Write every day. Even if it is just a sentence.
At the time it didn’t mean much to me. Write every day? Uh, okay. But I’m already doing that. So…
But I figured, what the hell, if Gregg Hurwitz tells you to write every day, you damn well do it. You take your medicine and you be grateful you live in Canada and the medicine is covered under your provincial health care (sorry.)
I continued to write and read. Every day. A sentence here. A paragraph there. An idea scrawled onto a post-it that has become part of an impressive collection of half-ideas. I never stopped. When I move from my winter to spring jacket, I find the pockets stuffed with scraps of paper, covered in ideas that, quite frankly, may have been written in a drunken haze given how unclear they are.
Still, I wrote, and indeed, write.
And last year, after almost 9 years of working away at it, observing how my own understanding of writing has grown and matured and, in many ways, thrived, I made a desion that is was time to publish. I briefly considered traditional publishing when it occurred to me that I didn’t want the hassle. It was never about fame or fortune, but just getting this damn series out of my head.
Several months ago I ran a GoFundMe to pay for an editor. Two and a half months ago I paid that editor and sent her my manuscript, desperately hoping the end result would not be her calling CSIS on me (so far so good.) Three weeks ago, give or take, I got my manuscript back, filled with changes to be made. Now, today, I am sitting on 42 changes left to be made, each one seemingly more intricate than the last.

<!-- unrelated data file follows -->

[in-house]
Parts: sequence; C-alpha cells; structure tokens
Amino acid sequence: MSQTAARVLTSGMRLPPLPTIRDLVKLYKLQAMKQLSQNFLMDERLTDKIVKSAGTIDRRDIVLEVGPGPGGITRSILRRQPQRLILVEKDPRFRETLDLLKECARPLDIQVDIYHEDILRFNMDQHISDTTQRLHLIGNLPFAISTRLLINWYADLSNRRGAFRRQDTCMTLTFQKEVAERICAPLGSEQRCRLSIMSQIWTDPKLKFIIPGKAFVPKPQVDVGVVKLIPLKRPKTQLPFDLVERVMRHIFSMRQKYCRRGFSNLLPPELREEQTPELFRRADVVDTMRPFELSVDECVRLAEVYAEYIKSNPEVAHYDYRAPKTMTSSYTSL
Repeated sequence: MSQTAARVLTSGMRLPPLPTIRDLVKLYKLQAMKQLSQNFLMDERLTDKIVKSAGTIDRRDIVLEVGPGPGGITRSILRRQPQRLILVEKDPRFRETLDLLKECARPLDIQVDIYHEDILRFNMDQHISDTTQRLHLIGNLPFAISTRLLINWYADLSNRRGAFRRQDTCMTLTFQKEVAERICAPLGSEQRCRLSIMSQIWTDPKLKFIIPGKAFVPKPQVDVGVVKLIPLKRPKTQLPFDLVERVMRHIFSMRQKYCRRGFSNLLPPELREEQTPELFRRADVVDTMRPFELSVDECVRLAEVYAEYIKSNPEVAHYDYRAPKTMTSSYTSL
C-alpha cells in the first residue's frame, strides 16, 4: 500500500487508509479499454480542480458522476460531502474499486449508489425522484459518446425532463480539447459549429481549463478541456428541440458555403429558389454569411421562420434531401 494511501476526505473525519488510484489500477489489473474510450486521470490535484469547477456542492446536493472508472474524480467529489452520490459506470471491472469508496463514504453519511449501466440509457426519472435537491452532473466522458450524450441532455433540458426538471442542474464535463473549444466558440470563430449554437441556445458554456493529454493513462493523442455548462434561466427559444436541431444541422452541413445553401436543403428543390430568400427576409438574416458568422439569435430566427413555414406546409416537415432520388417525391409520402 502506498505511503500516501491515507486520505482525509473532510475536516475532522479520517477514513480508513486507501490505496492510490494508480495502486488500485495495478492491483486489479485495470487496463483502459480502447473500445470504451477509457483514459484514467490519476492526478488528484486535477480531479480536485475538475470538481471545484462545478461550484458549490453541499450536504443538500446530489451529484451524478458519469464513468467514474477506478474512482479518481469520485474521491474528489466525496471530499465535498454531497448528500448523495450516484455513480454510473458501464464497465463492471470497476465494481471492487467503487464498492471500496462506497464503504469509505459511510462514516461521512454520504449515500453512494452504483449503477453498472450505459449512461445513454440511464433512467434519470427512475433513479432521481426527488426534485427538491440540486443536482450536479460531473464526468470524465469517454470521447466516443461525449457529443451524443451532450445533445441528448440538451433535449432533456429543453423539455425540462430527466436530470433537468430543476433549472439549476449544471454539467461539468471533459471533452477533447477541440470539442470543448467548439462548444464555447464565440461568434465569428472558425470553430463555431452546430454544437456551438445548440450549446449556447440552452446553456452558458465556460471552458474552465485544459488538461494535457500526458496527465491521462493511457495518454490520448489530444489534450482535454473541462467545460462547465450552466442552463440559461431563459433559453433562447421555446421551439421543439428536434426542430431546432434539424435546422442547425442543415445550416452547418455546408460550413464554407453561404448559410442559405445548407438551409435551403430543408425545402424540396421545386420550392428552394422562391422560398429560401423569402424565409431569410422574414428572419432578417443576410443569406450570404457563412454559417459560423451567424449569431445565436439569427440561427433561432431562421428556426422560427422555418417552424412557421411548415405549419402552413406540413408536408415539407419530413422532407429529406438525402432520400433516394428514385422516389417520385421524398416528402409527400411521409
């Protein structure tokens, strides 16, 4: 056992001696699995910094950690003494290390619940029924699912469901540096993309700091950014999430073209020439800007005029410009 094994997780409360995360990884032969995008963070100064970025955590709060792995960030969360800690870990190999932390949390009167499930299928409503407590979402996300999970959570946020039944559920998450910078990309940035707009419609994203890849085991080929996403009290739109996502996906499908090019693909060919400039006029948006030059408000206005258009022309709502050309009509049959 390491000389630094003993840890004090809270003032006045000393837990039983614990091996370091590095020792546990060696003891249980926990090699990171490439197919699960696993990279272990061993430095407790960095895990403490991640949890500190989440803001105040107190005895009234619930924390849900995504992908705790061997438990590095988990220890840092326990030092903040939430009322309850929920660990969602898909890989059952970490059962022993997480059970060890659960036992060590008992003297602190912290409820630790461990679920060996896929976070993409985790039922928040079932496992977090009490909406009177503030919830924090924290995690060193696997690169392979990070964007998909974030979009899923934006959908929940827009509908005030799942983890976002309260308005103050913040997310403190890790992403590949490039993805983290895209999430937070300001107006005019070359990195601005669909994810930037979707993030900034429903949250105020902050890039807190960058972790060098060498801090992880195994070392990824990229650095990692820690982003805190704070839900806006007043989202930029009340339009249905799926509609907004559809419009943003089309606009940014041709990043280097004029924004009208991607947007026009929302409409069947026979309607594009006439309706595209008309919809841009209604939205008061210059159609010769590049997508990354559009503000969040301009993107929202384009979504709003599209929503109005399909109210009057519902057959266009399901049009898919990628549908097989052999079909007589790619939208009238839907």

This is coming off far too self-congratulatory. It isn’t meant to be. What I wish to say is thank you. Because at a time when a silly, dumb-dumb teenager from a broken household, with a mangy spine, was trying to find her place in the world, you told her that it was okay to keep writing. Without meaning to, you gave me the permission I needed to continue doing something I loved. To those around me, writing was always just the hobby. The something that Overly Awkward Kathleen did during her free time because she couldn’t socialize well with others.
Overly Awkward Kathleen socializes much better, still puts her foot in her mouth, and has learned to adapt to the world around her. Overly Awkward Kathleen never stopped writing, not even for a second. And it never occurred to me what an accomplishment it could be, or how remarkable crafting and honing a story can be until just recently, when I realized the end of my (first) journey was in sight.
I still buy every one of your books on the day they are released, and I always look for inspiration, to see how you yourself have grown as an author from one book to the next. You continue to inspire me each time I reread any of your work. That being said, I always skip the first chapter of The Kill Clause, because it is too sad, and parts of The Tower are just a bit too graphic for my brain to handle. And I won’t ever reread Minutes to Burn because goddamned giant mantoids and an entire Navy SEALS team.